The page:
How can I survive grief with bipolar disorder

by Tammy Ozolins

Me and my Dad

On April 30, 2018 my world came crashing down when my daddy died.

He had been sick and even though I knew he would not be around for Christmas this year, I did expect to go home this summer and see him, and obviously that did not happen. I will remember this day like it was yesterday. I have two other brothers that live in the same city as me and my brother called me that Sunday and told me that it was time for us to come home because he had taken a turn for the worse in the last 24 hours.

My first response to him was “NO.” He said he wished he was wrong but he did not thinks so. We drove the eight and a hour drive back home and I went right into his room to say hi. He sat up and we talked, but I was just home in March and I could not believe how much he had deteriorated.

But, I felt so blessed to be able to say goodbye to him and get to tell him I loved him. He and I had such a strong daddy-daughter bond, we had shared so many memories. You see, there is no manual for how to handle losing a parent– this is something for which you cannot prepare yourself.

People don’t know this but a dramatic event such as this can send my mental illness (bipolar) into a spiral effect. His death hit me like a ton of brick and crippled me. All I wanted to do was roll up into a ball and stay in bed. I did not want to eat, and my thoughts were not even there. It was like I had empty space in my brain.

My moods were all over the place and it was challenging.

But, this is where I have to dig deep and use my coping skills to make sure I stay in recovery. I had to cope with my moods as well as allowing myself to grieve.

My daddy was my rock and he would be one of the first people I would call when I was having a bad day and he would tell me “You can do this, keep fighting” and we would just talk and he would always make me feel a little better. When he got sick, he was diagnosed with depression and ironically the tables were turned. He would call me and when I was home visiting, and ask my how I managed to deal with this. Was it normal to feel this way etc.

It made me feel so good, because the man that I considered my role model/hero, was now looking up to me. Which is what makes his death even harder to deal with. I miss him SO much!

So, how am I coping with grief so it does not turn me into a yo-yo?

I use several coping skills.

The first one is that I just let the tears flow. I have tried to hold them in and I realized it is okay to cry. So, I let them out when I feel them coming. It feels so good to let it out.

Another one I use is music. I just get lost when I am listening to music. I listen to all genre of music- gospel, country, pop, and heck I even listen to Christmas music now. One of mine and my daddy’s songs was, “Where are you Christmas?” by Faith Hill.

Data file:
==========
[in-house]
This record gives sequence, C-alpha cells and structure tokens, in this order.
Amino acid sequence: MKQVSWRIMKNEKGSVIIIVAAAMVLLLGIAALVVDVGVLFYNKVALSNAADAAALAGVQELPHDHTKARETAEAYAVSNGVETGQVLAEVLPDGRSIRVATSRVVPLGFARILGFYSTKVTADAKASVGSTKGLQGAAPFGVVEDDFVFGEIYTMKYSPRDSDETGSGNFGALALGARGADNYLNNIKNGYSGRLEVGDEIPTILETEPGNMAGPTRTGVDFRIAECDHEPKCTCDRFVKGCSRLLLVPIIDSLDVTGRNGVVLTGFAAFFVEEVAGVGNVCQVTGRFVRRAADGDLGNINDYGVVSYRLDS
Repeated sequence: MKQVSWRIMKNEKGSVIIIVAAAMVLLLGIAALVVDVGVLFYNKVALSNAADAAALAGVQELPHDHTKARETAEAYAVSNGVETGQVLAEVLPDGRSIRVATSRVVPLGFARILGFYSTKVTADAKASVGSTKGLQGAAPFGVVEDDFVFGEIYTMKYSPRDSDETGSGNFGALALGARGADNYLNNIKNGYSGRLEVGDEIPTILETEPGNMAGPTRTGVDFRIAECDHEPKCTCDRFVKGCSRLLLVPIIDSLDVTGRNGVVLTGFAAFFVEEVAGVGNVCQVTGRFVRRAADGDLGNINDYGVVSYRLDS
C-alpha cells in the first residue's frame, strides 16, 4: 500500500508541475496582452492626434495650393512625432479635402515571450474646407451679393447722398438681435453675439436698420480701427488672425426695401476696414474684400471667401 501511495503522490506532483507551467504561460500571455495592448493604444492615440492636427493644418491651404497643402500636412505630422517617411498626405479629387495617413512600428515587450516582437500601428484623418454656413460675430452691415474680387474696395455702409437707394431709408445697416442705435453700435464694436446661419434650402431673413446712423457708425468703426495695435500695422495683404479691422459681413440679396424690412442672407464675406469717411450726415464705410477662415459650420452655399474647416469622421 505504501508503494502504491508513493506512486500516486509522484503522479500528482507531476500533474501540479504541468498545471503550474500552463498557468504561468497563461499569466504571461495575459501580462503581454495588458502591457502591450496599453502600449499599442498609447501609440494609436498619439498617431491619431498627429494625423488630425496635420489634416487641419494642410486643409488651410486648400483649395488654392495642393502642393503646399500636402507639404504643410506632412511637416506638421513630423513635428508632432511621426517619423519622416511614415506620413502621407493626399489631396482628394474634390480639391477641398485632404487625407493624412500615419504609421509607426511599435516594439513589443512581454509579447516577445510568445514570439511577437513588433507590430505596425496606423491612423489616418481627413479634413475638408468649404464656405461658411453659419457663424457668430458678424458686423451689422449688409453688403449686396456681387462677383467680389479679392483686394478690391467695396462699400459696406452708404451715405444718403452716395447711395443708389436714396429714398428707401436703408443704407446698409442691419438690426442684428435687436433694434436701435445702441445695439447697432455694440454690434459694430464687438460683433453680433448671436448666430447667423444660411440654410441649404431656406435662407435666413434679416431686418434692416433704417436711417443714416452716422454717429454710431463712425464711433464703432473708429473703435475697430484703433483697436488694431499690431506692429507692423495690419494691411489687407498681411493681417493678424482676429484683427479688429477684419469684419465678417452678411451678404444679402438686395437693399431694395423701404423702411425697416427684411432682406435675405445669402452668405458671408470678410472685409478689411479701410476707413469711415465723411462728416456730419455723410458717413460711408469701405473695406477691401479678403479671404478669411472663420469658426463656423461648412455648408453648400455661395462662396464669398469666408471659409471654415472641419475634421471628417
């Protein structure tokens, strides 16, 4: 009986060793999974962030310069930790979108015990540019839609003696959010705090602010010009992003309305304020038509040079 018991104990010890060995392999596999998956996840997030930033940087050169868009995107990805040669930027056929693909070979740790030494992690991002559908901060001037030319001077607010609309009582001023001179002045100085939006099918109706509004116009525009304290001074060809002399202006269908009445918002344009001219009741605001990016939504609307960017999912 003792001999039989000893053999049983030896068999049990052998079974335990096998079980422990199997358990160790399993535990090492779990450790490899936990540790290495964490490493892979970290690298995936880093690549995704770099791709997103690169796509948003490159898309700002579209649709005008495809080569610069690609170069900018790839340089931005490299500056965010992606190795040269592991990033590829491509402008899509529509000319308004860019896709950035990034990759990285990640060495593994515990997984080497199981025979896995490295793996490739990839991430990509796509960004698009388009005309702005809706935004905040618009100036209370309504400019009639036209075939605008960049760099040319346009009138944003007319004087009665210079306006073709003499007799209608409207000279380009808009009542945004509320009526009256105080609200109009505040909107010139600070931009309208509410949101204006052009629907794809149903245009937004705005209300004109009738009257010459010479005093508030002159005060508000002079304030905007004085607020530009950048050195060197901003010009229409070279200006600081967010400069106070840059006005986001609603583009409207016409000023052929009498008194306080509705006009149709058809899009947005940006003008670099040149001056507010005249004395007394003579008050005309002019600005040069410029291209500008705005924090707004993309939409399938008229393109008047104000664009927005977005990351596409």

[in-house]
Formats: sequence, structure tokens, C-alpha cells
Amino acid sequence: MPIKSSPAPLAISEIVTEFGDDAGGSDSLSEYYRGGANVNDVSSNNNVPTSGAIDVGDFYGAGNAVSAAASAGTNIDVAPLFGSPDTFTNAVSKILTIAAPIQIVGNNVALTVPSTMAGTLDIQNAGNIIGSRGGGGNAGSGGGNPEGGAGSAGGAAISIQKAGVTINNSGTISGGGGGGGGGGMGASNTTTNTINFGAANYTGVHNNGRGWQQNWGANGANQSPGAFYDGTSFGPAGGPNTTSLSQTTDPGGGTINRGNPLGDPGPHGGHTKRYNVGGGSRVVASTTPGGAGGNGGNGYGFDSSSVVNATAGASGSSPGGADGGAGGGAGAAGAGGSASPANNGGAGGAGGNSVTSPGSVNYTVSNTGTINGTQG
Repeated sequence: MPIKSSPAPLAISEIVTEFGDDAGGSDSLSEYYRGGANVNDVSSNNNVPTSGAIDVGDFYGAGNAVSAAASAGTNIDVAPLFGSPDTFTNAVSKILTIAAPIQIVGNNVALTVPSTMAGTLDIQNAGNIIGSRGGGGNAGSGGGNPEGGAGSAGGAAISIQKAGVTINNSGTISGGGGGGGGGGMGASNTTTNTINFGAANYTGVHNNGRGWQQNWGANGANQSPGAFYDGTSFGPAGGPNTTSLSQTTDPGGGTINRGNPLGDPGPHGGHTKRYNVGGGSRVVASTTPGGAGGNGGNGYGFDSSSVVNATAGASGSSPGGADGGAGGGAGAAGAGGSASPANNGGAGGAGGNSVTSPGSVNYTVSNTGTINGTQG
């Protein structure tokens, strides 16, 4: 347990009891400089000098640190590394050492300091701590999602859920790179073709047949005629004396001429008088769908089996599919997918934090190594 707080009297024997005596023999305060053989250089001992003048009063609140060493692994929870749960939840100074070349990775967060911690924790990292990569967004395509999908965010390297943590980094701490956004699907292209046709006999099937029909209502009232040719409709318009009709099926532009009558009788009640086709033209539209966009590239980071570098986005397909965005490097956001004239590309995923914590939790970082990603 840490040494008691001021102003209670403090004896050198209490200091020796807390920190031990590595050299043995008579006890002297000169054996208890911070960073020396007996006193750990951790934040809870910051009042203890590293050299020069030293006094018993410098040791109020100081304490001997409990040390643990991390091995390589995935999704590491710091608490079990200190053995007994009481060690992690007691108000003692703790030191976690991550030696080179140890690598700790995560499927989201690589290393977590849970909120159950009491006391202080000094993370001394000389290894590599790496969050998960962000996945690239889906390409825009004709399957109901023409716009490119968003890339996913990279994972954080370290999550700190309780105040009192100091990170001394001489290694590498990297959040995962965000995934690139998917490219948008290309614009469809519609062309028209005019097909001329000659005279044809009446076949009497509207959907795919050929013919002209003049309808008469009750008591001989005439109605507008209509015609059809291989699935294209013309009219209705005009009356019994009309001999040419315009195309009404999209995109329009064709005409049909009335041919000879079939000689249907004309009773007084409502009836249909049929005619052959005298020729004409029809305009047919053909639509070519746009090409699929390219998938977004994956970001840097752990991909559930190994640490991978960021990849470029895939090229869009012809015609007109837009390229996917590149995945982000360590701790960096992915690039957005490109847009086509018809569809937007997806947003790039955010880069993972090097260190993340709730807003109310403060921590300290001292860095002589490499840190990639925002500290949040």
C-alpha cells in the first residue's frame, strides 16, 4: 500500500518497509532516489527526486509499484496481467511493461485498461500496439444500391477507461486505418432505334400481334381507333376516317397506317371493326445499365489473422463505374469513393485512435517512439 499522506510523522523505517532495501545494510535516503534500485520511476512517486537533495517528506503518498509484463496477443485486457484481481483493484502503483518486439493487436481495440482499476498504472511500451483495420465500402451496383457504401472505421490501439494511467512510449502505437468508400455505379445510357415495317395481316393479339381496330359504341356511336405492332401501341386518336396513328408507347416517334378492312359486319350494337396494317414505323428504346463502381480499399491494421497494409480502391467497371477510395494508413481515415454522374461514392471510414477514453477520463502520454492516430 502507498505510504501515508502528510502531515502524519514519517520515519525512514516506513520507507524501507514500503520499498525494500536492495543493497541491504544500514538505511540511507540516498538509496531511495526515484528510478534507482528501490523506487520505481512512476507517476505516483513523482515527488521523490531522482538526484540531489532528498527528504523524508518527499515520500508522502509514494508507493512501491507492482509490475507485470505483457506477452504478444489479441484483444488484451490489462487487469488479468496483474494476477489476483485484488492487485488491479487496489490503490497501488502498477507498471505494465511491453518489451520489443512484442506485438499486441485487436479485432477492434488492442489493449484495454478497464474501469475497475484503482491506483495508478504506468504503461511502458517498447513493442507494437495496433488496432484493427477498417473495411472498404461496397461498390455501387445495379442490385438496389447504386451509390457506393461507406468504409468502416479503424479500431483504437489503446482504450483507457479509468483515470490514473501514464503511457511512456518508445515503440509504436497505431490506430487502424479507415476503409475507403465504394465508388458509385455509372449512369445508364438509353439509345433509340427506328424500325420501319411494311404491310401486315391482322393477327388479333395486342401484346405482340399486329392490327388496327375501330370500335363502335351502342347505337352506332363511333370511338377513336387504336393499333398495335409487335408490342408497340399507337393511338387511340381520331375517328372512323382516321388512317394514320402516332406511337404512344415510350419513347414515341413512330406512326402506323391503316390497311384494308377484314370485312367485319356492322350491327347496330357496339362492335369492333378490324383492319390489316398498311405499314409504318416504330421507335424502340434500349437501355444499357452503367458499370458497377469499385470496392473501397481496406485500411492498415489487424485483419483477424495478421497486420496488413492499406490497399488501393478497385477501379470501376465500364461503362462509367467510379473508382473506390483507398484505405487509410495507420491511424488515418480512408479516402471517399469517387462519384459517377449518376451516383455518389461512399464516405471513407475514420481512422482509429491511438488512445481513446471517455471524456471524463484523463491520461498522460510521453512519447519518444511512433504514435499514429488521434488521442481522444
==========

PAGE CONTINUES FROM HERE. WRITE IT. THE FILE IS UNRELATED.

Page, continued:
He would call me and put the phone up when it was on the radio back home so I could hear it. Now, it’s one of my songs on my iPhone. I feel like I am with him when I am listening to the song.

Another coping skills I use is I had a picture frame made for his last birthday the previous year and I had a quote engraved in it. I put a picture of him and me in it. He would tell me every morning he would get up and kiss the picture. So when I was home in June, my mom told me I could take it home. And now every morning I kiss it.

I talk to him every day. Sometimes if I am struggling, I will ask him to give me the strength I need to keep going and get through that day. I sometimes just talk to him about my day. Then at times I just say hi to him and goodnight when I am going to bed. It has been very helpful. I know he can hear me.

When I was just home this summer, I would go in his room and just sit on his bed and not say a word. I would just close my eyes and think about him. I even have some of his shirts that I wear as a way to feel closer to him. I found prayer helps me as well, I am a spiritual person.

I think about all our memories and share those with my friends. Or as a family, we will share them and laugh. At first I felt guilty. Like, “Wow, I should not be laughing, I just lost my daddy.” But it helps me feel better and again I feel closer to him when I remember those memories. Again, I am so blessed I had so many years with him. I look at old photos and just smile and laugh.

One of the last coping skills I use is a support group. I help facilitate a one through NAMI. It helps so much. I can talk about my feelings without judgement and get advice from people who have already experienced this.

I know, with time, his death will be easier to deal with. But right now it hurts like hell.

People have told me the first of everything will be the hardest.

So, right now I have gotten through Father’s Day. The next big hurdle will be his birthday in August. Then the next big ones–Thanksgiving and Christmas. Using my coping skills and feeling my daddy watching over me definitely helps.

I am allowing myself to grieve. If I need to cry, shout, whatever, I allow myself to do it. I know it’s going to be a long road, and I will have ups and downs, but I want to prevent  the yo-yo reaction. I want it to stay even tempered for as long as I can.

Daddy: I love you so much and I will make you proud, I will continue to fight the stigma of mental illness and keep watching over me!

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One thought on “How can I survive grief with bipolar disorder”

  1. Tammy, your story is so heartwarming. You were blessed with a wonderful father and he was blessed by you as well. Thank you for sharing with us.

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